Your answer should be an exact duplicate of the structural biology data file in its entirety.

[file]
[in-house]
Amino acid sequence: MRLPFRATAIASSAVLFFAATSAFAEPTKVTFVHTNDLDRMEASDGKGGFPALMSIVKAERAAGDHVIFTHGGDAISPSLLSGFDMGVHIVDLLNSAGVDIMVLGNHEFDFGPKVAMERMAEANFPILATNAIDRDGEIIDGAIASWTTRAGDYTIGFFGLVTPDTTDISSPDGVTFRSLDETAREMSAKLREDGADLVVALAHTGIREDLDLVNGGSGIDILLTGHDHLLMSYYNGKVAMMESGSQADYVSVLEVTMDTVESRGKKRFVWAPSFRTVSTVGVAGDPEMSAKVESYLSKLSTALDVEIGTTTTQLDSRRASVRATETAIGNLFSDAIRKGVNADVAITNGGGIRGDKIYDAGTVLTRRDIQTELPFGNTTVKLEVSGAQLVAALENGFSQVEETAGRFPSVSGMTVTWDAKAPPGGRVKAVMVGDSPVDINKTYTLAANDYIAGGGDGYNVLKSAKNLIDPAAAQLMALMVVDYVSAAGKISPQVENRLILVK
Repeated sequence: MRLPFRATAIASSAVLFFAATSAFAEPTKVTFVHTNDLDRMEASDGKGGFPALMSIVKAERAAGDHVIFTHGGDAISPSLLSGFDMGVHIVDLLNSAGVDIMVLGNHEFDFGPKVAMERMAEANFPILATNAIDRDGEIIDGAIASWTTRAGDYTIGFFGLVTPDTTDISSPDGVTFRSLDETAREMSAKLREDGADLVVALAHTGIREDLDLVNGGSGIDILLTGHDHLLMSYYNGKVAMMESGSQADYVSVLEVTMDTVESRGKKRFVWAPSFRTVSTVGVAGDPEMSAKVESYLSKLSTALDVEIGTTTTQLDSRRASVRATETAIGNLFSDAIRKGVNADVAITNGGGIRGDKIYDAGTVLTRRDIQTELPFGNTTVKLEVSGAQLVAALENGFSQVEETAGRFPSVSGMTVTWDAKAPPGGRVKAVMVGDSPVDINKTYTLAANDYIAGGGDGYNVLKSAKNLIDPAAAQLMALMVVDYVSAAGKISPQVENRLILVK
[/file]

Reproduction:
[in-house]
Amino acid sequence: MRLPFRATAIASSAVLFFAATSAFAEPTKVTFVHTNDLDRMEASDGKGGFPALMSIVKAERAAGDHVIFTHGGDAISPSLLSGFDMGVHIVDLLNSAGVDIMVLGNHEFDFGPKVAMERMAEANFPILATNAIDRDGEIIDGAIASWTTRAGDYTIGFFGLVTPDTTDISSPDGVTFRSLDETAREMSAKLREDGADLVVALAHTGIREDLDLVNGGSGIDILLTGHDHLLMSYYNGKVAMMESGSQADYVSVLEVTMDTVESRGKKRFVWAPSFRTVSTVGVAGDPEMSAKVESYLSKLSTALDVEIGTTTTQLDSRRASVRATETAIGNLFSDAIRKGVNADVAITNGGGIRGDKIYDAGTVLTRRDIQTELPFGNTTVKLEVSGAQLVAALENGFSQVEETAGRFPSVSGMTVTWDAKAPPGGRVKAVMVGDSPVDINKTYTLAANDYIAGGGDGYNVLKSAKNLIDPAAAQLMALMVVDYVSAAGKISPQVENRLILVK
Repeated sequence: MRLPFRATAIASSAVLFFAATSAFAEPTKVTFVHTNDLDRMEASDGKGGFPALMSIVKAERAAGDHVIFTHGGDAISPSLLSGFDMGVHIVDLLNSAGVDIMVLGNHEFDFGPKVAMERMAEANFPILATNAIDRDGEIIDGAIASWTTRAGDYTIGFFGLVTPDTTDISSPDGVTFRSLDETAREMSAKLREDGADLVVALAHTGIREDLDLVNGGSGIDILLTGHDHLLMSYYNGKVAMMESGSQADYVSVLEVTMDTVESRGKKRFVWAPSFRTVSTVGVAGDPEMSAKVESYLSKLSTALDVEIGTTTTQLDSRRASVRATETAIGNLFSDAIRKGVNADVAITNGGGIRGDKIYDAGTVLTRRDIQTELPFGNTTVKLEVSGAQLVAALENGFSQVEETAGRFPSVSGMTVTWDAKAPPGGRVKAVMVGDSPVDINKTYTLAANDYIAGGGDGYNVLKSAKNLIDPAAAQLMALMVVDYVSAAGKISPQVENRLILVK